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With edition #56, Weekly5 returns and brings you exciting tracks by ÄTNA, Julien Bracht, Moonpools, Lizki and Sophia Blenda.

Ätna. Photo: Philip Zeller

The summer break is over, and I'm eager to bring five new tracks every Sunday. I'm glad you're still here and willing to listen to my recommendations. Your loyalty is priceless and my biggest motivation.

Today's edition spans from ecstatic electronica to melancholic indie rock, from ravishing rave to sombre sway. Feel the flow across the ocean. Is it just a dream? No, it's the new serenity.

Without further ado, let's dive into the selection.


Check out the recommended songs in the playlists on Spotify or Apple Music. Also, follow Weekly5 on Bandcamp and buy the tracks if available.

ÄTNA – Flow (orbit Remix)

The brass section rises to infinite greatness while the beat slowly moves like a dreamy tortoise. Inéz Schaefer's voice wanders around, simultaneously curious and amazed.

Orbit's remix of Dresden-based electronica duo ÄTNA's Flow is an otherworldly experience. The track was initially released as part of their 2022 record Push Life, ÄTNA's sophomore album. In its original version, Flow is a reduced song that breathes early 90s hip-hop vibes with sustained synth notes. However, in the hands of producer orbit, Flow shapeshifts into an overwhelming and epic downtempo cathedral.

The remix starts unsuspecting, almost charming. Schaefer's delicate performance perfectly adds to the rhythm. But as soon as the bass, and the brass section soon thereafter, kicks in, Flow becomes a massive bulwark. It overcomes you like a gigantic wave; you start to feel small and insignificant, faced with the sonic walls that orbit builds seemingly out of thin air. What an exciting sight!

Julien Bracht – Across the Ocean

The dark beat hammers relentlessly, and the synthesizers purr like a wild cat. And as the sky opens up, a sonic vastness expands beyond the horizon into space and time.

Across the Ocean isn't the first entry by Julien Bracht at Weekly5, nor is it his latest single release. In 2021, I featured the German producer with tracks like Dancer In The Dark or the incredible Streets. After releasing his record Now Forever One, he's about to drop the EP Rave Flower in September. The latest single, Don't Chase Your Enemies, might already indicate where the journey is headed: A dark yet thrilling path to techno's glorious days in the nineties.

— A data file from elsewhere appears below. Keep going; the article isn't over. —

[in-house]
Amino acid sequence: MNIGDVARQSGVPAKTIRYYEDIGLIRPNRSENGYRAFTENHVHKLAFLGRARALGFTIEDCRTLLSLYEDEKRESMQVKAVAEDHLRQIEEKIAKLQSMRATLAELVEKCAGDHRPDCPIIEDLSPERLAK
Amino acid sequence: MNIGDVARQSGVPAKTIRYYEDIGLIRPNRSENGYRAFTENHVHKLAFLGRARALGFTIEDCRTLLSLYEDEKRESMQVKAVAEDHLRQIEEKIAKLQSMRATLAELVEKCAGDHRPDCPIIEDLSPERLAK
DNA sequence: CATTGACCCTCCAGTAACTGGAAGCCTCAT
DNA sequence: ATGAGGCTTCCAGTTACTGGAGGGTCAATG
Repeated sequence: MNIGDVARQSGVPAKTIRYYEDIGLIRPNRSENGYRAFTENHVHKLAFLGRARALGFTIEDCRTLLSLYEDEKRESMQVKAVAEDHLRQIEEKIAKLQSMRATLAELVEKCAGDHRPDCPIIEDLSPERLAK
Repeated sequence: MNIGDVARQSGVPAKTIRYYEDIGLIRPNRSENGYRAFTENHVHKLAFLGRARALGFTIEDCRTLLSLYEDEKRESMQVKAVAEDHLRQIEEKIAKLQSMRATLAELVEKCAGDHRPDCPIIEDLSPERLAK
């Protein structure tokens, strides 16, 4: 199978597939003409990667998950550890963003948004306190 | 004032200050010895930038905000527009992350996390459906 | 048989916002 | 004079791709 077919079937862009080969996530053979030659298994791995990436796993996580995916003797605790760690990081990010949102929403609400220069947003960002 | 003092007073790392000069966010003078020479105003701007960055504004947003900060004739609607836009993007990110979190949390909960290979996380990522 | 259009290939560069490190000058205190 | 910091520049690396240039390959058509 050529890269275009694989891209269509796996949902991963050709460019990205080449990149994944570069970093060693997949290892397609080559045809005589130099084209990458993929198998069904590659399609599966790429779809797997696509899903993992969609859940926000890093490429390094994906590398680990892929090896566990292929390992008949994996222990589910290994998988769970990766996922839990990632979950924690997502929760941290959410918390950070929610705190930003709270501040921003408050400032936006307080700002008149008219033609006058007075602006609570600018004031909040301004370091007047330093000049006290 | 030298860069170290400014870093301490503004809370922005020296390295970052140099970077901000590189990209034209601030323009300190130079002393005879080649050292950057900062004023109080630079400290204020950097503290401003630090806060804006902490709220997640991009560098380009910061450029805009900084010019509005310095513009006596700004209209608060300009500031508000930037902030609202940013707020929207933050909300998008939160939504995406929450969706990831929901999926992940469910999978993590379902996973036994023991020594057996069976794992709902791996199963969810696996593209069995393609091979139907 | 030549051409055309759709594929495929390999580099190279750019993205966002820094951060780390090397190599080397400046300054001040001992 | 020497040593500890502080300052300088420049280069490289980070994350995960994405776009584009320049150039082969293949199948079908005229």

However, since its appearance back in July, Across the Ocean has been floating around in my heavy rotation. There's an inexplicable atmosphere to the track. It feels like a warm yet distant memory of a happy moment. The sonic fields Bracht produces stretch out far, juxtaposing the jumpy playfulness of the melodic synth notes. Across the Ocean is a song that lets you drown in sound.

Moonpools – Feel

The stinging sensation of longing drips from every instrument. A sweet agony lives within the lyrics. How can doubts and pain sound so hauntingly beautiful?

Moonpools, one of Switzerland's latest indie sensations, was formed six years ago by singer Marcie Nyffeler, drummer Jasper Nyffeler, and Francesco Vona at the synths. One year later, Matthias Gusset and David Blum joined at the guitars and bass. They released a debut EP, Turbulent Times (2019), but it's 2022 that shapes up to be their biggest year so far. With Damaged Goods, they managed to make lostness and confusion sound astonishingly energetic and hopeful.

Last week, Moonpools released the EP Damaged Goods, featuring three more songs besides the namesake track. And Feel is a bright shimmering pearl of dream pop, heavily drawing from dark wave's melancholia and indie rock's melodic qualities. It's a constant flow of self-doubt, fear, and helplessness, presented by Nyffeler's angelic voice and wrapped into a bittersweet arrangement.

Lizki – it's just a dream

Breathless and ever moving forward in an ethereal vacuum. Despairingly hopeful, with only the bass synthesizer revealing the abyss of futility. Love is a complicated thing.

Artist Lizki is again a Weekly5 veteran. With the shell-shocking Dynamite and the pleading Lift Me Up, the classically trained singer and pianist demonstrated an explosive mix of electronic sounds and her incredible voice. Despite her obvious obsession with creating a new kind of pop music, the classical repertoire shines through again and again.

It's just a dream, her latest single, deviates from the monstrous, dark atmosphere of last year's debut album Forward. The track tells a story of hopeless, imaginary love. And by Lizki's standard, the song has a surprisingly upbeat nature. Slightly distorted and excentric, she sings, "I'll love you forever," illustrating the surreality of it all. But it's the brilliant choir voice in the background, contrasting the clean hyper pop sound, that creates the song's unique character.

1 track album

Sophia Blenda – Die neue Heiterkeit

An ever-changing rhythm staggers and drags you into a mysterious, foggy world—a larger-than-life opus, poetic and thoughtful without being pretentious.

26-year-old Sophie Löw has gained artistic experience as the singer of the post-punk band CULK. Now, the Austrian musician has released her first solo album as Sophie Blenda, Die neue Heiterkeit—translated: the new cheerfulness. There's an apparent irony in the record's title as Löw's songs feature leaden, melancholic chamber pop.

The album's concluding namesake track is a stunning journey. There's no red thread in its rhythm, only the smoky voice guiding through the meandering arrangement. Die neue Heiterkeit encases the soul with its dense web of reverb, piano, lush bassline, and string-like synths. What an experience!

Die neue Heiterkeit, by Sophia Blenda
9 track album
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